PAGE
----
|Appears in Collections:||Faculty of Health Sciences and Sport Journal Articles|
|Peer Review Status:||Refereed|
|Title:||Physical Activity and Nutrition INfluences in Ageing: Current Findings from the PANINI Project|
|Author(s):||Whittaker, Anna C|
Asamane, Evans A
Aunger, Justin A
Tahir, Muhammad Rizwan
|Citation:||Whittaker AC, Asamane EA, Aunger JA, Bondarev D, Cabbia A, Doody P, Gensous N, Iadarola B, Ramsey K, Rodrigues B, Tahir MR & Yeung S (2019) Physical Activity and Nutrition INfluences in Ageing: Current Findings from the PANINI Project. Advances in Geriatric Medicine and Research, 1, Art. No.: e190005. https://doi.org/10.20900/agmr20190005|
|Abstract:||Background: The ageing of the population is a global challenge and the period of life spent in good health, although increasing, is not keeping pace with lifespan. Consequently, understanding the important factors that contribute to healthy ageing and validating interventions and influencing policy to promote healthy ageing are vital research priorities. Method: The PANINI project is a collaboration of 20 partners across Europe examining the influence of physical activity and nutrition in ageing. Methods utilised encompass the biological to the social, from genetics to the influence of social context. For example, epigenetic, immunological, and psychological assessments, and nutritional and sports science-based interventions have been used among older adults, as well as mathematical modelling and epidemiology. The projects are multi-disciplinary and examine health outcomes in ageing from a range of perspectives. Results: The results discussed here are those emerging thus far in PANINI from 11 distinct programmes of research within PANINI as well as projects cross-cutting the network. New approaches, and the latest results are discussed. Conclusions: The PANINI project has been addressing the impact of physical activity and nutrition on healthy ageing from diverse but interlinked perspectives. It emphasises the importance of using standardized measures and the advantages of combining data to compare biomarkers and interventions across different settings and typologies of older adults. As the projects conclude, the current results and final data will form part of a shared dataset, which will be made open access for other researchers into ageing processes.|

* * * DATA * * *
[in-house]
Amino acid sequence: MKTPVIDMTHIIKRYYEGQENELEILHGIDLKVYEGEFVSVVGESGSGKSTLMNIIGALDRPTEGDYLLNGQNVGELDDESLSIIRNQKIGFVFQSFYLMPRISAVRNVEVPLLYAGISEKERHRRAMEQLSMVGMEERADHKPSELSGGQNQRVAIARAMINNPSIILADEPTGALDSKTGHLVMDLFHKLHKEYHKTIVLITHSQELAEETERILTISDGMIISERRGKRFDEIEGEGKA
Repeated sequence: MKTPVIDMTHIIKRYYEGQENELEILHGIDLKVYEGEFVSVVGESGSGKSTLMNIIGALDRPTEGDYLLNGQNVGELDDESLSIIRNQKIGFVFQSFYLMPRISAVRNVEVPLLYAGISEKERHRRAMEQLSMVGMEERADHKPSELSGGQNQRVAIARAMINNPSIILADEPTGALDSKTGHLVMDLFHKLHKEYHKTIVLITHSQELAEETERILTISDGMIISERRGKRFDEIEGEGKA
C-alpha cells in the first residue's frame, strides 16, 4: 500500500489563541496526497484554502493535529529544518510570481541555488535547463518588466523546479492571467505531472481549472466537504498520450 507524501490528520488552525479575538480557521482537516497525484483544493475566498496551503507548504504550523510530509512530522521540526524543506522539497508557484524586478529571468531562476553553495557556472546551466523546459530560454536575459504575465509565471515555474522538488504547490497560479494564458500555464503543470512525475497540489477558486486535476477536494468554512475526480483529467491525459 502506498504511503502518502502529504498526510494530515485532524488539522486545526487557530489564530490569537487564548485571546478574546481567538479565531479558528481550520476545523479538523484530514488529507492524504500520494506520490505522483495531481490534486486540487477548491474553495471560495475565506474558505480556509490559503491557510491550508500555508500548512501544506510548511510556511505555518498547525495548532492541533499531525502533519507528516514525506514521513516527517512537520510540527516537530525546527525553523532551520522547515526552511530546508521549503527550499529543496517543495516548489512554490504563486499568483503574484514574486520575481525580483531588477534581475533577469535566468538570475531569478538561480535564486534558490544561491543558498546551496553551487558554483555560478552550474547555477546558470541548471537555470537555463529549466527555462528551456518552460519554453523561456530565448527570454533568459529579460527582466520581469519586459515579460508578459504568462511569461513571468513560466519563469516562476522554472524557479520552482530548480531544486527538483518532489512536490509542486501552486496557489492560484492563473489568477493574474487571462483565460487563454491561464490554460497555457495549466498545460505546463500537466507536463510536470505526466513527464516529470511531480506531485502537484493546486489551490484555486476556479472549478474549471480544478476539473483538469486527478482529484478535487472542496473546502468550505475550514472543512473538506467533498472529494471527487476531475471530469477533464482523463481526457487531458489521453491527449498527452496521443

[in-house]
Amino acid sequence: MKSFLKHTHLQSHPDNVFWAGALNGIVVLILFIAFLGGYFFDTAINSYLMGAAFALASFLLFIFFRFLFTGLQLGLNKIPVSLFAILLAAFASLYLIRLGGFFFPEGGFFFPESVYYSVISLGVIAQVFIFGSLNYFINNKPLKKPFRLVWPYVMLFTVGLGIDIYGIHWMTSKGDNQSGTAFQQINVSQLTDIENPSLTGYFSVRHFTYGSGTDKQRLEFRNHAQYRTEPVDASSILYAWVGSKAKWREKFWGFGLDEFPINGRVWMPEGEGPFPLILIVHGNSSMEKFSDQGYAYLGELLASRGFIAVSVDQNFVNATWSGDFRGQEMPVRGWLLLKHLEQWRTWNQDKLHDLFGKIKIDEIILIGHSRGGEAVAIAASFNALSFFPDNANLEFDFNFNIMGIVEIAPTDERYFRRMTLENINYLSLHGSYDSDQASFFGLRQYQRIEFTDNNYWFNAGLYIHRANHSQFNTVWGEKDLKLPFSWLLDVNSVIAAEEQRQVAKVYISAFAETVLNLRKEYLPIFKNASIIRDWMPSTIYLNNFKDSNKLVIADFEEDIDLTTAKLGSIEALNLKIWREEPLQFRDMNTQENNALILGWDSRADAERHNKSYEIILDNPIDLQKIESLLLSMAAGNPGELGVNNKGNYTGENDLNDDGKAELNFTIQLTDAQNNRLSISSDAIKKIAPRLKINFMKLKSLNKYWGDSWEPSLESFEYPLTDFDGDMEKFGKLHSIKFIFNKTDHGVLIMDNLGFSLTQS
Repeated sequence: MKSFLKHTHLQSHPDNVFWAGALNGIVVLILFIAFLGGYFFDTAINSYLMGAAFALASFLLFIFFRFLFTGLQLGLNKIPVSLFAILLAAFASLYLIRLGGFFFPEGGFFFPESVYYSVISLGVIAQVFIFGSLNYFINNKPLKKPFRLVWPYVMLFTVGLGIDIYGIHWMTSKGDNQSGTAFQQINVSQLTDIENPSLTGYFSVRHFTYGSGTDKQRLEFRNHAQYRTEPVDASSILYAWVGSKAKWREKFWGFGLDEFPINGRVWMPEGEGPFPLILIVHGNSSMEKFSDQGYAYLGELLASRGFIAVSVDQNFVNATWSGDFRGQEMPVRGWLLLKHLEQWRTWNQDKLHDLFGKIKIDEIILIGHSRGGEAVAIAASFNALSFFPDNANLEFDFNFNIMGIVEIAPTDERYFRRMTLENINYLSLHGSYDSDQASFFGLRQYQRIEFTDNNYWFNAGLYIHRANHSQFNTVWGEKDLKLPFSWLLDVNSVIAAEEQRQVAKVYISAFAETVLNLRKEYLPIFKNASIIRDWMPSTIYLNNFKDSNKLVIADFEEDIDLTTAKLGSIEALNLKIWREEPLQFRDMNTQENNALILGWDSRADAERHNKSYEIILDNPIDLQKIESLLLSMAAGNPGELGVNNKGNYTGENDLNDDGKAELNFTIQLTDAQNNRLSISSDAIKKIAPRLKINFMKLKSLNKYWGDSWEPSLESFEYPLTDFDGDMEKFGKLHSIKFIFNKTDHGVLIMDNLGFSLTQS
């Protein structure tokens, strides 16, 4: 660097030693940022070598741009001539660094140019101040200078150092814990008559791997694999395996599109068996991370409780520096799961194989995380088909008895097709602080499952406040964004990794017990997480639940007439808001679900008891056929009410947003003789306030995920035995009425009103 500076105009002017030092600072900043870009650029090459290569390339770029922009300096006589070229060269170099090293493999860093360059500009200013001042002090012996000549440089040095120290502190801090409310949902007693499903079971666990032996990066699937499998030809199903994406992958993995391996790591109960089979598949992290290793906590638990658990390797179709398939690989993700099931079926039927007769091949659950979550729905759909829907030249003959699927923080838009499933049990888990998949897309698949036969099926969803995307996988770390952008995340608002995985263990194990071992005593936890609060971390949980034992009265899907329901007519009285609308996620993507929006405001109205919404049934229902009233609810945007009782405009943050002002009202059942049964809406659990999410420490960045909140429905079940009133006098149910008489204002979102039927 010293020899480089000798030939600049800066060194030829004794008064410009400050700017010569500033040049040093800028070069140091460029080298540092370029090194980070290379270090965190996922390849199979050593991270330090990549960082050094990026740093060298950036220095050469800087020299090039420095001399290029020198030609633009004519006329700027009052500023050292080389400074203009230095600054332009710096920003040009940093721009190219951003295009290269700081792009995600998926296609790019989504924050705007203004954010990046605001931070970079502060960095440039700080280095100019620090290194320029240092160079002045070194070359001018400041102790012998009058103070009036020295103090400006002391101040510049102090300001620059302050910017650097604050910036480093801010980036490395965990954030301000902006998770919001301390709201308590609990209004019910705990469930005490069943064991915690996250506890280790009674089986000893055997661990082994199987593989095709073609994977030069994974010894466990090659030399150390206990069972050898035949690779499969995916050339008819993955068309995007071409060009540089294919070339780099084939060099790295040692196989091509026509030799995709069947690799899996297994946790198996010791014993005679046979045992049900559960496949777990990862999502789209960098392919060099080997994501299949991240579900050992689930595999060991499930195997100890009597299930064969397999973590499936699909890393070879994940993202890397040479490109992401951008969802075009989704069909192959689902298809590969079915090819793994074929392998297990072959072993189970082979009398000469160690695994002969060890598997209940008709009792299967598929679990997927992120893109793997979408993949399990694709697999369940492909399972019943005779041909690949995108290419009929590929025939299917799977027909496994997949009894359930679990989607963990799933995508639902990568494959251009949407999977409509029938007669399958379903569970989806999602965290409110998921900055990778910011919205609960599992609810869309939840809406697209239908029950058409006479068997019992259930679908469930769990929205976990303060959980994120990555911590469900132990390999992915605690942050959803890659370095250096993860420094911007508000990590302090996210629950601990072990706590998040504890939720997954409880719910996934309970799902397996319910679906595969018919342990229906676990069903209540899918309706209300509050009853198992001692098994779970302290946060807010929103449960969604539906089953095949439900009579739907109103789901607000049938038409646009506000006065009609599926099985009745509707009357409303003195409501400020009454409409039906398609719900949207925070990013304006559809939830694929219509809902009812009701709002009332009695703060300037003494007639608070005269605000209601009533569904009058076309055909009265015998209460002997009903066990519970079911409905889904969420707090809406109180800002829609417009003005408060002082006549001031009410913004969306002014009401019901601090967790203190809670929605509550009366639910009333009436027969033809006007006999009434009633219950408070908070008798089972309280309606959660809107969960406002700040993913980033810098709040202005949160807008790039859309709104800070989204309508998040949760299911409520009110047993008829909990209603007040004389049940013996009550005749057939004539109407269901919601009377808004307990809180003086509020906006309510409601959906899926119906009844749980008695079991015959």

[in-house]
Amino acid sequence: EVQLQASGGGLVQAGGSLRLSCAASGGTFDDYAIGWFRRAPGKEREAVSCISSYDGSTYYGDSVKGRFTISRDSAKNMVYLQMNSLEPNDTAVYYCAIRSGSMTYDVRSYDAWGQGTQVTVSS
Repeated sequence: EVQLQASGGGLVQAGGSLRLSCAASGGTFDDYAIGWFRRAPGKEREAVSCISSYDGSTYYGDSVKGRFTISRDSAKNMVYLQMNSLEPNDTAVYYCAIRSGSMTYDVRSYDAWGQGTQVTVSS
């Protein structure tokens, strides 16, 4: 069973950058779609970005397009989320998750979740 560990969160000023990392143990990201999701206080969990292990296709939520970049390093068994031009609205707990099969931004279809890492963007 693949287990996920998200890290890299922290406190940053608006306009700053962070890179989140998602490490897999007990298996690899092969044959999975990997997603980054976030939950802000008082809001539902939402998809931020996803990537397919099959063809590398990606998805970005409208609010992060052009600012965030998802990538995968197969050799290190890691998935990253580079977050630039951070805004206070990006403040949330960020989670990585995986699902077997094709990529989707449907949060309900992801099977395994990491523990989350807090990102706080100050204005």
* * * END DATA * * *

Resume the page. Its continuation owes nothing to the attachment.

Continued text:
|Rights:||Copyright © 2019 by the author(s). Licensee Hapres, London, United Kingdom. This is an open access article distributed under the terms and conditions of Creative Commons Attribution 4.0 International License (https://creativecommons.org/licenses/by/4.0/).|
|Notes:||On behalf of the PANINI Consortium|
|AGMR_1043.pdf||Fulltext - Published Version||781.28 kB||Adobe PDF||View/Open|
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